Key considerations for on-premises to cloud deployments include: moving data both in volume and direction (active); and component compatibility between environments (upon request).

Related: “On-prem first” – a hybrid solution for workflow storage – enabling organizations to take a hybrid approach, while centering on-premises application storage for security and reliability

2. Multicloud

Multi-cloud models integrate one or more services from multiple cloud providers (and may optionally include on-premises or hybrid architectures). In this scenario, the difference is that services from multiple cloud providers are used. A DBMS offering and the applications that depend on it can be deployed both on-premises and/or on one or more clouds.

As such, all hybrid cloud considerations may apply along with the additional considerations of deploying software across multiple cloud environments. These offerings have historically been limited to independent software vendors (ISVs) rather than native CSPs, because ISVs have a greater incentive to ensure their software works in as many environments as possible. However, cloud service providers are increasingly engaging in multi-cloud and cross-cloud scenarios.

The multi-cloud scenario usually attracts end users who are worried about dependency on one cloud provider and want to be able to easily move their applications to another cloud provider. By providing a semantically compatible offering that runs identically across multiple clouds and on-premises, multi-cloud-enabled DBMSs promise easier (though still not easy) migrations, as the primary concern will be data migration, and not the rewriting of applications.

On the contrary, for multi-cloud deployments, it is paramount that D&A managers consider the compatibility of components between environments and the different cloud capabilities for provisioning, management and governance.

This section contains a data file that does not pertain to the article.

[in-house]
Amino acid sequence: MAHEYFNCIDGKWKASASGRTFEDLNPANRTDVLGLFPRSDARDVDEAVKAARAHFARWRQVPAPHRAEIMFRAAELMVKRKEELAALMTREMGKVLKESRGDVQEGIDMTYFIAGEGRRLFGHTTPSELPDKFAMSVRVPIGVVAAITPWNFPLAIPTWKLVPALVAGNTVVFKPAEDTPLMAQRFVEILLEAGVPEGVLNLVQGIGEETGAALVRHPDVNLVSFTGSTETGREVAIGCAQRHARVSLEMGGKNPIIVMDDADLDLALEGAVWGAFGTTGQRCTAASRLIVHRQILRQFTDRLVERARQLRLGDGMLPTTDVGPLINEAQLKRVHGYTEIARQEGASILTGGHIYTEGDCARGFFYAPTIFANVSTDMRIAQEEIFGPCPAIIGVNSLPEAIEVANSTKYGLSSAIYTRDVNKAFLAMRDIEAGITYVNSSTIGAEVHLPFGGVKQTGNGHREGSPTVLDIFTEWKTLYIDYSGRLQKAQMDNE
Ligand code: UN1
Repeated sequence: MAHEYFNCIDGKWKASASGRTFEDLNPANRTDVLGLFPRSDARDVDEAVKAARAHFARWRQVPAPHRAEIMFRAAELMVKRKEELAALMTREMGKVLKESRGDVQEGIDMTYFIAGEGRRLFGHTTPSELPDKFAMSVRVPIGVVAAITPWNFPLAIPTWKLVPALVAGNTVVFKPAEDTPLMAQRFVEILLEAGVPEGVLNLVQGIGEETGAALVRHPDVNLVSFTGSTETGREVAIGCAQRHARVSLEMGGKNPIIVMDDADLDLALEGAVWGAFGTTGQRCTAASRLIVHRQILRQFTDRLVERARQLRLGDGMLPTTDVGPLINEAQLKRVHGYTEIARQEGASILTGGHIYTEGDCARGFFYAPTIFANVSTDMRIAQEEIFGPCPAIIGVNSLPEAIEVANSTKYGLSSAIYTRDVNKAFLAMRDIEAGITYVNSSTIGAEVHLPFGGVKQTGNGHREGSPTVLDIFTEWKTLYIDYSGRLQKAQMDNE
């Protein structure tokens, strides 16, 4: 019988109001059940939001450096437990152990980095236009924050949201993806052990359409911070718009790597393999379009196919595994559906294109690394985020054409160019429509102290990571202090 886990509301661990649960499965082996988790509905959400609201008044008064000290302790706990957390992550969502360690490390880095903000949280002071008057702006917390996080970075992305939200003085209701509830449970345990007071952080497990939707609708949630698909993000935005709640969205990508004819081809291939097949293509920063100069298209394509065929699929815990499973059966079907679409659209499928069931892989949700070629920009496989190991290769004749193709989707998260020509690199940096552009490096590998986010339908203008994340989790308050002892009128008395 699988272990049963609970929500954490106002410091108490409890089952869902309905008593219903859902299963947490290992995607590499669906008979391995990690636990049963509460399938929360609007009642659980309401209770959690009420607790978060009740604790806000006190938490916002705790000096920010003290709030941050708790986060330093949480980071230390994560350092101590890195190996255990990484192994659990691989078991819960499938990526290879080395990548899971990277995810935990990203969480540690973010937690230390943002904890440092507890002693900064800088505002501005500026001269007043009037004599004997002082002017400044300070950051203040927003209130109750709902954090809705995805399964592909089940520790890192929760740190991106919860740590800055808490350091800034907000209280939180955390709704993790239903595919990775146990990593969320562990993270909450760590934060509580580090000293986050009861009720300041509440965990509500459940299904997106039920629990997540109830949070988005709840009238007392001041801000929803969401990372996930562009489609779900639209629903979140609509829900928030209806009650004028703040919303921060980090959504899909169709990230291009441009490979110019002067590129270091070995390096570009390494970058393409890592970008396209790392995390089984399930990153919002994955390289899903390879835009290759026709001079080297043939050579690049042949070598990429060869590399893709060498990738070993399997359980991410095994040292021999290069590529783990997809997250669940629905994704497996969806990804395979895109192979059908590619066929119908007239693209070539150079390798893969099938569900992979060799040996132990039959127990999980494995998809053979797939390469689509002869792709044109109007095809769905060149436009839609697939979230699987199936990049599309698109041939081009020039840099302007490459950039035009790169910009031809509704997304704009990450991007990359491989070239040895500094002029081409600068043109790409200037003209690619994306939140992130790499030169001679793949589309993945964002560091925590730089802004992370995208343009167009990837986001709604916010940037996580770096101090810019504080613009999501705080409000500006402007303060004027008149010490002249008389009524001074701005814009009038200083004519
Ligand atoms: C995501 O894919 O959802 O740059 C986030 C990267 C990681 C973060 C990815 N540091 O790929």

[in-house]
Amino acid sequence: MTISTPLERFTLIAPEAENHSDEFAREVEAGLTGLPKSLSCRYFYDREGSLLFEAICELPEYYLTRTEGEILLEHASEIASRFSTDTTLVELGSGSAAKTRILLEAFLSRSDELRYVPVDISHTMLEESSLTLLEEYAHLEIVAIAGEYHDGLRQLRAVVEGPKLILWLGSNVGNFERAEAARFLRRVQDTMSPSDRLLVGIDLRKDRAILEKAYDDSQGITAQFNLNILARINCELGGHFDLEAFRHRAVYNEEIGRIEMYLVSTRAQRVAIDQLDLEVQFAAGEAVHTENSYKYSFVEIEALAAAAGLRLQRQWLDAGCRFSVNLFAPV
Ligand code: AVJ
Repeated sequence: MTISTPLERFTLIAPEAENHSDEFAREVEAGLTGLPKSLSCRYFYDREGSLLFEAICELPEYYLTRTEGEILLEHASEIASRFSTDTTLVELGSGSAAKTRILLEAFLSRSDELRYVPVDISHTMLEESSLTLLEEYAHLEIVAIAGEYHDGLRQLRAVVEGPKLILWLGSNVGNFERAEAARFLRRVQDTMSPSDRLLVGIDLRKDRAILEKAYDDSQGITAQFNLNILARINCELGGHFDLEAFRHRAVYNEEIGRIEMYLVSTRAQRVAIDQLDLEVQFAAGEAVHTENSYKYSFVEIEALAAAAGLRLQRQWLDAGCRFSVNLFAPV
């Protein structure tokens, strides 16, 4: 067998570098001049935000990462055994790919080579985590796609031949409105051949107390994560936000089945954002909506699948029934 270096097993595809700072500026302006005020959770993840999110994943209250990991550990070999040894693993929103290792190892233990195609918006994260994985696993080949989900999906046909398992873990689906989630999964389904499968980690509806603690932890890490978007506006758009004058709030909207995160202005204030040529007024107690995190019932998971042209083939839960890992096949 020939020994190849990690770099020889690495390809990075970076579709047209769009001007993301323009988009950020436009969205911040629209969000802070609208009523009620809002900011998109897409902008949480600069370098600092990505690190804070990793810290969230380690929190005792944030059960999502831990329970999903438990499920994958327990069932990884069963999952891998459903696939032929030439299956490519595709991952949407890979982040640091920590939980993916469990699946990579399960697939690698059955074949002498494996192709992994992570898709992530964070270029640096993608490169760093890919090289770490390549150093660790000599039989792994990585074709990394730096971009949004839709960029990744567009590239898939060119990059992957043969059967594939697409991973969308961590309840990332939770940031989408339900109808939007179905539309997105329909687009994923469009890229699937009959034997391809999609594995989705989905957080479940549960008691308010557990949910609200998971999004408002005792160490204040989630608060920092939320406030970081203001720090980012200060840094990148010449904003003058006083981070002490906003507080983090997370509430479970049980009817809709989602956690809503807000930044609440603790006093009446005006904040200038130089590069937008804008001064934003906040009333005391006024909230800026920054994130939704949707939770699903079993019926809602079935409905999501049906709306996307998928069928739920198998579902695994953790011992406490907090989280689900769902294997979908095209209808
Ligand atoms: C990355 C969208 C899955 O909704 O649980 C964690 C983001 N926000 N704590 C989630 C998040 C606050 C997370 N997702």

Related: Why Enterprises Should Embrace Multi-Cloud — Neil Templeton, VP, Digital Innovation Marketing at Console Connect, explains why enterprises should embrace Multi-Cloud

3. Intercloud

Intercloud refers to the active management of data across multiple clouds. In a cross-cloud model, different components of an application architecture can reside on different cloud platforms and exchange data. For example, Microsoft’s PowerBI can connect to a Salesforce database that resides outside of Azure cloud infrastructure.

Intercloud models are less commonly used today. At the same time, they are increasingly of interest to those looking for more advantageous pricing models, specific tools not available from other CSPs, risk mitigation through the use of multiple CSPs, and meeting requirements data sovereignty through diverse data localization. For example, regulatory requirements may prohibit data from residing outside a country’s geographic borders.

For cross-cloud deployments, D&A managers need to pay particular attention to the movement of data, both in volume and direction.

Written by Donald Feinberg, vice president and analyst emeritus of Gartnerof the ITL Data and Analytics (D&A) group